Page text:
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SOCL 4471 Exam 1 Notes

SOCL 4471 Exam 1 Notes - Karl Marx I Marx He was a critic...

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Karl Marx I. Marx: - He was a critic of the economic system (industrial capitalism). - He viewed societies as founded on differing material bases (economic bases). - He vied societies as historically moving from 1 economic stage of development to another; but in each stage there developed conflicts between those who assert their right to control property (classes). - 6 Socioeconomic Stages : Hunting/Gathering Societies: simple division of labor (gender); resources held in common/tribal ownership (private property doesn’t exist); essentially, classless (little conflict). Ancient Societies (Greek/Roman): production based on property in slaves; major social classes were patricians (slave owners), slaves themselves (major producers) and plebians (not slaves and not slave owners); 3 sided conflict. Feudal Society (European Middle Ages): production based on land and laborers legally bound to it; major classes were landowning aristocracy, serfs, urban artisans/merchants; multiplicity of conflict. Capitalist Society (Industrial Revolution): only one Marx and Engels knew; property is industrial capital; major classes are those who own the means of production (bourgeois) and those who do not, who are forced to sell their labor to stay alive (proletariat). Communist Society: Socialist Society: poses a problem as a pure type; for Marxists it is but a transitional stage to the “high form” (communism). - Essentially Marx is contending that conflict is economic and between economic classes. II. Instrumental Marxist - interested in the ruling class and the bourgeois. - The poor is the dangerous class, bourgeois is the most threatened by them because they are the most likely to participate in threatening behavior. - The bourgeois created the conditions of the poor; the actions of the bourgeois are equally predatory as the poor. - Marx’s Labor Theory of Value : Commodity - an object outside of us, a thing that by its properties satisfies human wants of some sort or another. Each commodity has unique characteristics. Each commodity is the product of labor that produces the commodity for a particular use. Originally products had use-value (satisfied needs and wants that we had). Each commodity is qualitatively different from others (in terms of what needs to commodity satisfies in us). Each is qualitatively and quantitatively different from every other commodity.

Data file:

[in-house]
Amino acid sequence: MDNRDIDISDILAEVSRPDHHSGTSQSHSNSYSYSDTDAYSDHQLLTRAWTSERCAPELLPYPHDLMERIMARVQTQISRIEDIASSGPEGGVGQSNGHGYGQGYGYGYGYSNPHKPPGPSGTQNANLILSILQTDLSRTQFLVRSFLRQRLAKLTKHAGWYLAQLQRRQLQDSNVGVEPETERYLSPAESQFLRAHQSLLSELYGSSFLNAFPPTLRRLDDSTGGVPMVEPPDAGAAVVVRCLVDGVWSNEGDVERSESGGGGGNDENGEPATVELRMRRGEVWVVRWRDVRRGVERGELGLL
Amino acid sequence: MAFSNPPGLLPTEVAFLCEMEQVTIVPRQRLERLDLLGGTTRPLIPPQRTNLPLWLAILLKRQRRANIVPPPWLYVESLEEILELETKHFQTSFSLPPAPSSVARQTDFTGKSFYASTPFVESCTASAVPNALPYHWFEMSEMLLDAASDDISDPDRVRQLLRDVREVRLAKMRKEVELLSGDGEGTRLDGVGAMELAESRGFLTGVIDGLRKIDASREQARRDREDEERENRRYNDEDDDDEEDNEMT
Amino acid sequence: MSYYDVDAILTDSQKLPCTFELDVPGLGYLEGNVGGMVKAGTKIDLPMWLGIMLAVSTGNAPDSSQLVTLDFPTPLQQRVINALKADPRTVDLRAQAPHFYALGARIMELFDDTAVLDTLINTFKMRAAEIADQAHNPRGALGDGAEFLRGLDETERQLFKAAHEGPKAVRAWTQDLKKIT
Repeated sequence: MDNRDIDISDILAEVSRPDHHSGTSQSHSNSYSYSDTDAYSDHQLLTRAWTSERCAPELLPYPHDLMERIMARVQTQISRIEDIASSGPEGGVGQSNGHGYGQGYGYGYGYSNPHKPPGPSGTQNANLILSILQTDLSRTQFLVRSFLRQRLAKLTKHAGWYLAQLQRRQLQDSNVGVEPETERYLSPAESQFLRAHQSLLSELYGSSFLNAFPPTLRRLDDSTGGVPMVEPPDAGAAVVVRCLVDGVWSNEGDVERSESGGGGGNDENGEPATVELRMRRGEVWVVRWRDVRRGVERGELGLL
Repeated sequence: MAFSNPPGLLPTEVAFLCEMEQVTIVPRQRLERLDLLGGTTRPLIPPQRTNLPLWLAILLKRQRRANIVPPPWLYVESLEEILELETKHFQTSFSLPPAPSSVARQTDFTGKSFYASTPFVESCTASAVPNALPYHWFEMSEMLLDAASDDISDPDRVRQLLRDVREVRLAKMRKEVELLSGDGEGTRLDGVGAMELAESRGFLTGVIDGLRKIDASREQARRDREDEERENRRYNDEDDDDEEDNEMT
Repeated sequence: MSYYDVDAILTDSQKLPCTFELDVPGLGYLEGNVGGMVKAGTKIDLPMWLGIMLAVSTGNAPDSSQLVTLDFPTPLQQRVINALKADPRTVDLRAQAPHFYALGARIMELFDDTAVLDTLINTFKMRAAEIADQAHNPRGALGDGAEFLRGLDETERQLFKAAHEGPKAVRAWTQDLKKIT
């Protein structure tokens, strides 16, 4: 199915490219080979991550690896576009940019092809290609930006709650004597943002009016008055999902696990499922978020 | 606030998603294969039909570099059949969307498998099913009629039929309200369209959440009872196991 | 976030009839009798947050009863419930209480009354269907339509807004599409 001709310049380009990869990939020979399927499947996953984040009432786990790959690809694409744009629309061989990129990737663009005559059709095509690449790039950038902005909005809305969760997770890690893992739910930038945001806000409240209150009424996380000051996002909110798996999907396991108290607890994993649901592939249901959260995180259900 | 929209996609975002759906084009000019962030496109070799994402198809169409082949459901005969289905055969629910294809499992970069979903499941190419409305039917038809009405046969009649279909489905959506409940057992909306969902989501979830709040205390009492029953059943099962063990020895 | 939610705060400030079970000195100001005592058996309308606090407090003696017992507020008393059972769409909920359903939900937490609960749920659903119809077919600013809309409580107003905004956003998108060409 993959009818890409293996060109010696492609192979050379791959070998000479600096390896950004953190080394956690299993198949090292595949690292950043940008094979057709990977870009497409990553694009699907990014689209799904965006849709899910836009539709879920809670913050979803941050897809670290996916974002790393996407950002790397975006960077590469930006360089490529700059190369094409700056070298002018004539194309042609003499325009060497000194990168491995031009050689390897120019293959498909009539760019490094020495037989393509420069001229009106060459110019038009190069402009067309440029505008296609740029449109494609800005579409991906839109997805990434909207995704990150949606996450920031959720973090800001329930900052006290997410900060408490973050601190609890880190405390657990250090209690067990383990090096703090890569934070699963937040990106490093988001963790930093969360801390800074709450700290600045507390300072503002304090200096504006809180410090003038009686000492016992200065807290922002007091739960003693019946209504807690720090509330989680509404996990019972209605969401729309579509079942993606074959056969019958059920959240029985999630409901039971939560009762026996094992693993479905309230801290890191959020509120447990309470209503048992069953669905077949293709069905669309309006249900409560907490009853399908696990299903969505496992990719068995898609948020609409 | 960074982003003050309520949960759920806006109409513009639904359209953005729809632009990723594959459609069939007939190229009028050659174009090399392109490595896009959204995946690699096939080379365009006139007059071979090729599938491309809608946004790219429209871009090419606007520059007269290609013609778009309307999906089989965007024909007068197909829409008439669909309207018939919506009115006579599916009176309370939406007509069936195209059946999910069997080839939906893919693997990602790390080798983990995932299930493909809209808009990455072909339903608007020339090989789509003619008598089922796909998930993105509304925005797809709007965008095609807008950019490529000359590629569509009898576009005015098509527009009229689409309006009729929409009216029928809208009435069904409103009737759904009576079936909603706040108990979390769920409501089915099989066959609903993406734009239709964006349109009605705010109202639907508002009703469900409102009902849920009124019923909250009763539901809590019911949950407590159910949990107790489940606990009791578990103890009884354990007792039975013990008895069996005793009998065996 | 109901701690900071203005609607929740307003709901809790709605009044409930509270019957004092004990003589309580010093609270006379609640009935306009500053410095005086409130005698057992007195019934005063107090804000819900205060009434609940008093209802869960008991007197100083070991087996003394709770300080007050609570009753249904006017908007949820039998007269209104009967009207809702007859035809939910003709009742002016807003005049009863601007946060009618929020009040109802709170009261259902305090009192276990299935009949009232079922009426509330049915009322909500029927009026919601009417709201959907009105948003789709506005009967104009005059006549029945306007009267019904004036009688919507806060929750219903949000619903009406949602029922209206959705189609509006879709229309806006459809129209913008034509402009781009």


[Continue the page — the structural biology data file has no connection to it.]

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But under capitalism products are exchanged on the open market and communicate exchange-value. i. Commodities are exchanged, not on the basis of their inherent utility, but on the basis of their (price) value. ii. Labor power and time required to produce the commodity give value to exchange-value products. iii. Because of this, it is possible for a qualitatively unequal product to become quantitatively equal if they both have the same amount of labor power and time.
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